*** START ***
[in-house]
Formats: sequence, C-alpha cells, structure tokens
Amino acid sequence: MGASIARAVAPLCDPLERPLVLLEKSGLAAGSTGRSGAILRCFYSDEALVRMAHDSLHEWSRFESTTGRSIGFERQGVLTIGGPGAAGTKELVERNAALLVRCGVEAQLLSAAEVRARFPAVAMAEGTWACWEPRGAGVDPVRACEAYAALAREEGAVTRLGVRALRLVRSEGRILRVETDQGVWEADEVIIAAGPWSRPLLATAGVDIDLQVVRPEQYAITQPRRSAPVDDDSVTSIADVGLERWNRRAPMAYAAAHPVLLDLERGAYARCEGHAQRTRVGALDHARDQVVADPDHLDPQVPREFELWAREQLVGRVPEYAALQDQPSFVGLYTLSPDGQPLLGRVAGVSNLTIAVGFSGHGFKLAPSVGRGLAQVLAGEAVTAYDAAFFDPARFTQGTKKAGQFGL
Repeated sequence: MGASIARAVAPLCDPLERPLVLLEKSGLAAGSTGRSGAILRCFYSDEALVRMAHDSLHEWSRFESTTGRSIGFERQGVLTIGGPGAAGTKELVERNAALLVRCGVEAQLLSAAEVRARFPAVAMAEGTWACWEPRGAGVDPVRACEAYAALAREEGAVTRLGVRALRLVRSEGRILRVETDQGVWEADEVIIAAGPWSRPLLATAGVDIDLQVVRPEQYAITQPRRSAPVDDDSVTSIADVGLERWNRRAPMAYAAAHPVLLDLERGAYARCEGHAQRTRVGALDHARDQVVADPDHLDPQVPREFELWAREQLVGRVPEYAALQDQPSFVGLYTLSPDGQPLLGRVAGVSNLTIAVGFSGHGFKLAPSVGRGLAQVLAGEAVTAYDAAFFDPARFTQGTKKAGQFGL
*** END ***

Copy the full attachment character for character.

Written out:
[in-house]
Formats: sequence, C-alpha cells, structure tokens
Amino acid sequence: MGASIARAVAPLCDPLERPLVLLEKSGLAAGSTGRSGAILRCFYSDEALVRMAHDSLHEWSRFESTTGRSIGFERQGVLTIGGPGAAGTKELVERNAALLVRCGVEAQLLSAAEVRARFPAVAMAEGTWACWEPRGAGVDPVRACEAYAALAREEGAVTRLGVRALRLVRSEGRILRVETDQGVWEADEVIIAAGPWSRPLLATAGVDIDLQVVRPEQYAITQPRRSAPVDDDSVTSIADVGLERWNRRAPMAYAAAHPVLLDLERGAYARCEGHAQRTRVGALDHARDQVVADPDHLDPQVPREFELWAREQLVGRVPEYAALQDQPSFVGLYTLSPDGQPLLGRVAGVSNLTIAVGFSGHGFKLAPSVGRGLAQVLAGEAVTAYDAAFFDPARFTQGTKKAGQFGL
Repeated sequence: MGASIARAVAPLCDPLERPLVLLEKSGLAAGSTGRSGAILRCFYSDEALVRMAHDSLHEWSRFESTTGRSIGFERQGVLTIGGPGAAGTKELVERNAALLVRCGVEAQLLSAAEVRARFPAVAMAEGTWACWEPRGAGVDPVRACEAYAALAREEGAVTRLGVRALRLVRSEGRILRVETDQGVWEADEVIIAAGPWSRPLLATAGVDIDLQVVRPEQYAITQPRRSAPVDDDSVTSIADVGLERWNRRAPMAYAAAHPVLLDLERGAYARCEGHAQRTRVGALDHARDQVVADPDHLDPQVPREFELWAREQLVGRVPEYAALQDQPSFVGLYTLSPDGQPLLGRVAGVSNLTIAVGFSGHGFKLAPSVGRGLAQVLAGEAVTAYDAAFFDPARFTQGTKKAGQFGL